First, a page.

When To Be Nice

 In News, Politics
R

ecently, The Ringer made a list of The 50 Best Good Bad Movies, with Road House coming in at #21. The list got me thinking and now I have something to admit… and I won’t even be upset if you judge me because of it. I love the 80’s action movie Road House. I am unapologetic about my affection for this cult classic.

If you haven’t seen it, Road House is the story of a Cooler (head bouncer) named Dalton played by the incomparable Patrick Swayze. The movie follows Dalton’s trials to clean up a nightclub called the Double Deuce, while at the same time practicing tai-chi, sharing great bits of wisdom (possibly gained from his Master Degree in Philosophy from NYU) such as “pain don’t hurt”, and protecting the town from the local bully and his goons. I cannot recommend this movie enough.

One of the bits of wisdom that Dalton imparts to his bouncers is, “I want you to be nice until it’s time to not be nice.”

In my opinion Mitt Romney is nice. He is by all accounts a great husband, father, and a man of faith who believes in the importance of public service. Like I said, Mitt Romney is nice. And what did being nice do for Mitt Romney? It got him slammed by the media. He was labeled an elitist, sexist who tied his dog to the roof of the car, and didn’t know a thing about geopolitics. Mitt decided to be nice and much to my disappointment, Mitt lost.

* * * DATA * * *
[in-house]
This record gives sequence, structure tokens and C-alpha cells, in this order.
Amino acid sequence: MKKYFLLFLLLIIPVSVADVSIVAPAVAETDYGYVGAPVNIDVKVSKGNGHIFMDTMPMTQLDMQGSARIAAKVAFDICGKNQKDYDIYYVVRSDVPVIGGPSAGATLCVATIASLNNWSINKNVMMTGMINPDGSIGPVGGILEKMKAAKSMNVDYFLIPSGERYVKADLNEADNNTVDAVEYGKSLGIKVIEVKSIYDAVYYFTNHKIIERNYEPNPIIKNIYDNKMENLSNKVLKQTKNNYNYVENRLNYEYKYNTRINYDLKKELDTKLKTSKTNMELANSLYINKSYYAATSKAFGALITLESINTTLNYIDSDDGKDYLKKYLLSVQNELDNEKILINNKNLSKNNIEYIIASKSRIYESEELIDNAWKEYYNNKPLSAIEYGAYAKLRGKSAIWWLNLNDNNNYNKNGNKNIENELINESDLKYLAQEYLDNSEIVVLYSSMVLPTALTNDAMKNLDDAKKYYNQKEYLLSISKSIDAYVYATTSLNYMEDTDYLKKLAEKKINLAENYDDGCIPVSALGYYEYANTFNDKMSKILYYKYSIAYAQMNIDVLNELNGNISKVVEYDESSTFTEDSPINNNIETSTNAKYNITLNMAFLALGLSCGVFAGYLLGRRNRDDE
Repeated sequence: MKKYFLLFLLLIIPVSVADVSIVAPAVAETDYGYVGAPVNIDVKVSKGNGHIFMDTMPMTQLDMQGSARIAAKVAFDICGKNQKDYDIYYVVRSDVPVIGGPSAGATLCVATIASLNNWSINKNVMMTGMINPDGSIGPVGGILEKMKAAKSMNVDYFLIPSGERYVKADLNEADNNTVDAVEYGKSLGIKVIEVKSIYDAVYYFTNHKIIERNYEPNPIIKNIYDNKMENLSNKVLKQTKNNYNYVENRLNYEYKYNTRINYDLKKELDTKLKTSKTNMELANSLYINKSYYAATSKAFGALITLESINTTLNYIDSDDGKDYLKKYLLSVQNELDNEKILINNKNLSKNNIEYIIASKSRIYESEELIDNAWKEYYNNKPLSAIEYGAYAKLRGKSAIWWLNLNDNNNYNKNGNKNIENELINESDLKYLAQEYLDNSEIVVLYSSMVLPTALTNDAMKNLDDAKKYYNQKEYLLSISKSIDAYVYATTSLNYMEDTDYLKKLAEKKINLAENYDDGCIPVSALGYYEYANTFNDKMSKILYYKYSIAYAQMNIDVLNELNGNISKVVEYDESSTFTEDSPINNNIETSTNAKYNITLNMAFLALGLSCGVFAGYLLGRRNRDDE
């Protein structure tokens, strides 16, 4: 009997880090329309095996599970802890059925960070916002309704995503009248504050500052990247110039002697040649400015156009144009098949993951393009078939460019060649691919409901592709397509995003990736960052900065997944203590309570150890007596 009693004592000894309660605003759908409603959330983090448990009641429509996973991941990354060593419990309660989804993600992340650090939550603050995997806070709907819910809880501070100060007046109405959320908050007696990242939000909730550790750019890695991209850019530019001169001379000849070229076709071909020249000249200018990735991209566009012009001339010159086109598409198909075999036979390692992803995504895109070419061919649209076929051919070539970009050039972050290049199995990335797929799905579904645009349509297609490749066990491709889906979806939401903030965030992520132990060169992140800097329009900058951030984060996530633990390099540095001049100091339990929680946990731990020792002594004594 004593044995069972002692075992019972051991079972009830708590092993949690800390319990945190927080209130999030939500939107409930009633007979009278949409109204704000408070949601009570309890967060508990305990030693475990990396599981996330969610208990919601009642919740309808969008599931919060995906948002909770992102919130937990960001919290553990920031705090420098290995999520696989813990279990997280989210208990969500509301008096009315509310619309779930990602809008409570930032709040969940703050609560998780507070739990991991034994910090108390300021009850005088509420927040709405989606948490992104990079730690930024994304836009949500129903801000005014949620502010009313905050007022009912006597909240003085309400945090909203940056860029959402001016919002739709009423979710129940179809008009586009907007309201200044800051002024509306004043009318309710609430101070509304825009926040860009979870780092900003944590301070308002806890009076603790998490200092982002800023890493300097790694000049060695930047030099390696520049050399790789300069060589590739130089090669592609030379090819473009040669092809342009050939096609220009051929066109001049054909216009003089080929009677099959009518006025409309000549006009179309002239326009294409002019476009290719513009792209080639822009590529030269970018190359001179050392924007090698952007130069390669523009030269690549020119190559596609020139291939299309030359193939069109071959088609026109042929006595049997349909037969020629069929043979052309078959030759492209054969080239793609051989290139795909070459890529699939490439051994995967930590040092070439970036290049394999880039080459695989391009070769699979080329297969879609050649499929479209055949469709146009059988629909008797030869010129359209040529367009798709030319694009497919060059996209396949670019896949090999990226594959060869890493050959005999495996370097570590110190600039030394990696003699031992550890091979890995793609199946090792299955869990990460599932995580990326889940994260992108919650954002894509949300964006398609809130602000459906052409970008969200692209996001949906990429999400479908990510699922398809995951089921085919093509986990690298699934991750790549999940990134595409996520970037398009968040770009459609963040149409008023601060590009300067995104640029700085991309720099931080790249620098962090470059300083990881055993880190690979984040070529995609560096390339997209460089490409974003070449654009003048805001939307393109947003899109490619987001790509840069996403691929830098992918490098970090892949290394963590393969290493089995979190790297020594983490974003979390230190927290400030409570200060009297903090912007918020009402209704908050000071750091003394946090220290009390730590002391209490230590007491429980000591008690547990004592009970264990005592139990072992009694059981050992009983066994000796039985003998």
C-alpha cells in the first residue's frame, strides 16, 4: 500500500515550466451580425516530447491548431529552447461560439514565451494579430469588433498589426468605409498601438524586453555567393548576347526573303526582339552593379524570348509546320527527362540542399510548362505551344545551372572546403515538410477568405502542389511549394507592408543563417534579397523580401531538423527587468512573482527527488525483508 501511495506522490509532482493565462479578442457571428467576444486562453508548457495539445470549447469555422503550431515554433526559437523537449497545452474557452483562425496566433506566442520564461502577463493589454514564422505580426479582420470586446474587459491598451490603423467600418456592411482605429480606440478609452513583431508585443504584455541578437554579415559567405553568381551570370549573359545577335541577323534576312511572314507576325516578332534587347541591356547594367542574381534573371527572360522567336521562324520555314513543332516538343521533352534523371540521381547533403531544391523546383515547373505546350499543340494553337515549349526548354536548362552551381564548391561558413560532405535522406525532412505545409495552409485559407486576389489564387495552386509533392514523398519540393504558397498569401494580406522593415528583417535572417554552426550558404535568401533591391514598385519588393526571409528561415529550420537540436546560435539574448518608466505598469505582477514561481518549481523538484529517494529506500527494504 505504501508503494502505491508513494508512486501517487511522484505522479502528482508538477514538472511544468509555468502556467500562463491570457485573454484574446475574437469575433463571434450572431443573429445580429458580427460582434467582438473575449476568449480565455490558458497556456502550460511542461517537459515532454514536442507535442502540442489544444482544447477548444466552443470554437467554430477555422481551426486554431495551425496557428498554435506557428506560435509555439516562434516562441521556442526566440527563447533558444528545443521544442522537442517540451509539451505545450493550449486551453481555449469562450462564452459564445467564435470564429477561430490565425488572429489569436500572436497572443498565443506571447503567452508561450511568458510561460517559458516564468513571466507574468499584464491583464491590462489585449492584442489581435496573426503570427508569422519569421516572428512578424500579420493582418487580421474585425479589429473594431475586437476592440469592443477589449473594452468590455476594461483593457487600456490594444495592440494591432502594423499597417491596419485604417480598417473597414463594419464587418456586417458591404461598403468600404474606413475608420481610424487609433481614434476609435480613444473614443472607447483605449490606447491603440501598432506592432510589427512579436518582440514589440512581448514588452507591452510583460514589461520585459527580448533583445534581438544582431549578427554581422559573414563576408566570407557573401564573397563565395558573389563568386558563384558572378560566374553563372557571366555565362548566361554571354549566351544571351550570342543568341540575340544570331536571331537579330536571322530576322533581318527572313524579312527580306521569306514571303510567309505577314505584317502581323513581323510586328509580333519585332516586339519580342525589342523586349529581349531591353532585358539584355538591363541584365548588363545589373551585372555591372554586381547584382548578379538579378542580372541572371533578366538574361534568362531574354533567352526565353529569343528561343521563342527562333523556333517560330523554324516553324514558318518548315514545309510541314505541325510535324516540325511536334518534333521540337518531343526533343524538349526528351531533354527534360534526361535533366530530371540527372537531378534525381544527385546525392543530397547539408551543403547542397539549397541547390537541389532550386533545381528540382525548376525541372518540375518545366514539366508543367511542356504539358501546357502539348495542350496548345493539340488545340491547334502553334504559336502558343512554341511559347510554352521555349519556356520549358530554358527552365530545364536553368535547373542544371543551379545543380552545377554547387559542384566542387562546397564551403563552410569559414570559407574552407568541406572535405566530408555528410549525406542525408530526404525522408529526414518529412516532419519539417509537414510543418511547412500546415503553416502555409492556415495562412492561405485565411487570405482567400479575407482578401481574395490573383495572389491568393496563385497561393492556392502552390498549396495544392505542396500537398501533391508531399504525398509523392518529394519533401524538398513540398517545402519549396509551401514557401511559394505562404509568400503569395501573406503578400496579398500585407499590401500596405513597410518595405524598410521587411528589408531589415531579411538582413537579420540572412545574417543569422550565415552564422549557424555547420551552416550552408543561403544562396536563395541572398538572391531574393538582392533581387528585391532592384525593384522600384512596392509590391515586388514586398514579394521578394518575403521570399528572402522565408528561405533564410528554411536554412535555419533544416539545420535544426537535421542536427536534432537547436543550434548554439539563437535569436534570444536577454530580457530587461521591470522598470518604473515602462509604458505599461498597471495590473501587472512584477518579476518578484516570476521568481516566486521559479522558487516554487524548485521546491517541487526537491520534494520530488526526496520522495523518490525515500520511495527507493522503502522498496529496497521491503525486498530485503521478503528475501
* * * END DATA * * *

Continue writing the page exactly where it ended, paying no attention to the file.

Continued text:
President Donald Trump has been labeled by some as “not nice.”  Pretty often, the President is combative with the media, makes personal attacks about his critics and drafts less than compassionate policies. While he is excoriated for it he doesn’t seem to mind one bit.

This criticism not only serves as inspiration for his tweets but also provides red meat for his base.

Whether through a carefully crafted strategy or just his natural inclination, President Trump has decided he wasn’t going to follow Dalton’s advice to be nice.

On the campaign trail his commitment to “punching back”, as those around him call it, has certainly served him well. His “tell it like it is”, “give no quarter” approach to campaigning endeared him to a large portion of the electorate. However, I can’t help but wonder if he will change his rhetoric as he transitions into the role of President of the United States. As Commander in Chief, he might be better served by following Dalton’s advice to “be nice, until its time not to be nice”.

With the constant stream of Trump Tweets, its hard to understand his end game when he tweets MSNBC host Mika Brzezinski’s face. It causes a short firestorm in the media and then they move onto the next inconsequential drama. Trump’s reluctance to “be nice” keeps people from focusing on his accomplishments and brings attention to his less favorable attributes.

While it is unclear he would be treated any better by the media if he was less combative, it is clear his supporters like it when he fights back. If you haven’t seen Road House (and you should), in the end Dalton beats the bad guys and saves the town, and he does it in a way that definitely wasn’t nice.

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